How Much Did Oracle Earn From Cloud Computing?
In Q2 2020, Oracle earned over $6 billion from cloud computing or 70% of total revenues. For a company that launched its first cloud computing product in 2012, Oracle’s growth is remarkable. The company’s success at growing revenue during a global pandemic shows that Big Tech’s strength extends far beyond the big four: Google, Apple, Amazon, and Facebook.
In addition to its cloud computing line of business, Oracle has a diversified business model. For example, the company earned approximately 8% of its 2020 revenues from professional services. Further, the company also earns approximately 9% of its revenue from selling hardware products like servers, storage, and specialized database products. While services revenue is more difficult to scale than pure software revenue, it tends to increase customer loyalty.
However, Oracle is far from satisfied with its current position. Recent comments from management suggest that Oracle has set its sights on the king of cloud computing: Amazon.
Is Oracle Going to Eat Amazon’s Lunch?
Consumers know Amazon best for its e-commerce operation, which ships millions to products in hours. However, the business of storing and shipping products is expensive, with challenging profit margins. That’s why Amazon has invested so heavily in digital services like Amazon Web Services (AWS).
According to Gartner, Amazon currently enjoys a 45% share of the global public market as of 2019. Microsoft is in second place with a market share worth 15% of the market. The top five companies in the public cloud services market earned tens of billions of dollars in 2019. While Oracle doesn’t yet have infrastructure style offerings like storage as a service, the company’s expertise in corporate databases makes it a formidable player.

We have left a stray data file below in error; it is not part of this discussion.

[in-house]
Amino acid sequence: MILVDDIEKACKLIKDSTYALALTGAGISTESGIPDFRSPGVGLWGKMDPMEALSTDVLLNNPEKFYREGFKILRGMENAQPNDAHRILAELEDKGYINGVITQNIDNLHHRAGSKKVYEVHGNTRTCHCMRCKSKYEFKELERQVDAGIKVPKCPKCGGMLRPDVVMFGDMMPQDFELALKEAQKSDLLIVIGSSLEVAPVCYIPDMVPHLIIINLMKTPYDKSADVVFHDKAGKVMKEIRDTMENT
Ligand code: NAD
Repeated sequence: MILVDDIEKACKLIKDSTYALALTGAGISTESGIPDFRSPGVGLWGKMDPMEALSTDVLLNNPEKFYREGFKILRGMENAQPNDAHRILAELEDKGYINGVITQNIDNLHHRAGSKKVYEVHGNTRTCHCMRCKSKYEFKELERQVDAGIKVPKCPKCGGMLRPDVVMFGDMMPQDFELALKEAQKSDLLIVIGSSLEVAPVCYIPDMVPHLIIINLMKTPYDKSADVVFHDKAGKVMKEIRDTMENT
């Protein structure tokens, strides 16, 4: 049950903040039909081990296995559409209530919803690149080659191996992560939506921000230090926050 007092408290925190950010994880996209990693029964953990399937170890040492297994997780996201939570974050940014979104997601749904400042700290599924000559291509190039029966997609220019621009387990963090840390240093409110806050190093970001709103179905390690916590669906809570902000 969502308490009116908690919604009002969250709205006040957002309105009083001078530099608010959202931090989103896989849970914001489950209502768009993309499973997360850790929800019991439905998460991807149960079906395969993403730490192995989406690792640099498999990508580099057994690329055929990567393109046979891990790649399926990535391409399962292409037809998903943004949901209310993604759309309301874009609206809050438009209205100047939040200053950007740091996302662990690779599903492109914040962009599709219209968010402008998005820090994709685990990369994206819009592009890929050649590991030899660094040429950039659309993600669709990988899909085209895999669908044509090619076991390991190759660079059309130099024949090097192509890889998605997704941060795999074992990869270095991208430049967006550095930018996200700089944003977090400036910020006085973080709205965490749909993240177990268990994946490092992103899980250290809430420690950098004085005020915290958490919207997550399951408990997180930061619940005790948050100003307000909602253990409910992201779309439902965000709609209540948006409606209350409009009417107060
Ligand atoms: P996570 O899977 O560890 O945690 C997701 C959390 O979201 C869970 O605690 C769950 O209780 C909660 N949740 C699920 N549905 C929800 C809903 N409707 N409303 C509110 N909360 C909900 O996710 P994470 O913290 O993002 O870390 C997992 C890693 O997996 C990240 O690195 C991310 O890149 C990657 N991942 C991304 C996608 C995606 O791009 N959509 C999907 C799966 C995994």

What Is Oracle Selling to Zoom, McDonald’s, and Others?
If there was any doubt about Oracle’s focus on the cloud, consider one of its newest customers: Zoom. On the other hand, Zoom is spreading its risk between multiple cloud providers by keeping some of its cloud business with Microsoft and Amazon. Oracle’s reputation for reliability and handling sensitive corporate data may increase confidence in Zoom, which experienced significant security problems in early 2020.
Even as Oracle makes moves to companies like Zoom, it is not neglecting the bread and butter of its business: large established corporations. In 2020 alone, Oracle has announced significant new projects with United Breweries of India (which produces Kingfisher beer, one of India’s best-known beer brands), McDonald’s, and Safaricom PLC (the largest telco company in Kenya).
Thousands of Experts Are Deeply Trained in Oracle’s Products
Oracle has a stronghold on consulting firms and IT professionals. Corporations can call on armies of specialized consultants from Accenture, Deloitte, and other firms. Furthermore, tens of thousands of IT professionals have earned Oracle certifications. As of September 2020, Oracle offers more than five levels of certifications ranging from Associate to Expert. This multi-tier approach means that employers can use these certifications to distinguish between novices and experts during recruiting.
In addition to equipping people with technical skills, Oracle’s certifications also give it an army of advocates. Technology professionals who have spent years developing skill in Oracle products are probably motivated to keep using these products. As of 2020, more than 150,000 professionals mention Oracle certifications on their LinkedIn profiles. Only a handful of companies like Microsoft and Cisco come close to Oracle in terms of IT certification popularity.
About the Author
Bruce Harpham is an author and marketing consultant based in Canada. His first book "Project Managers At Work" shared real-world success lessons from NASA, Google, and other organizations. His articles have been published in CIO.com, InfoWorld, Canadian Business, and other organizations. Visit BruceHarpham.com for articles, interviews with tech leaders, and updates on future books.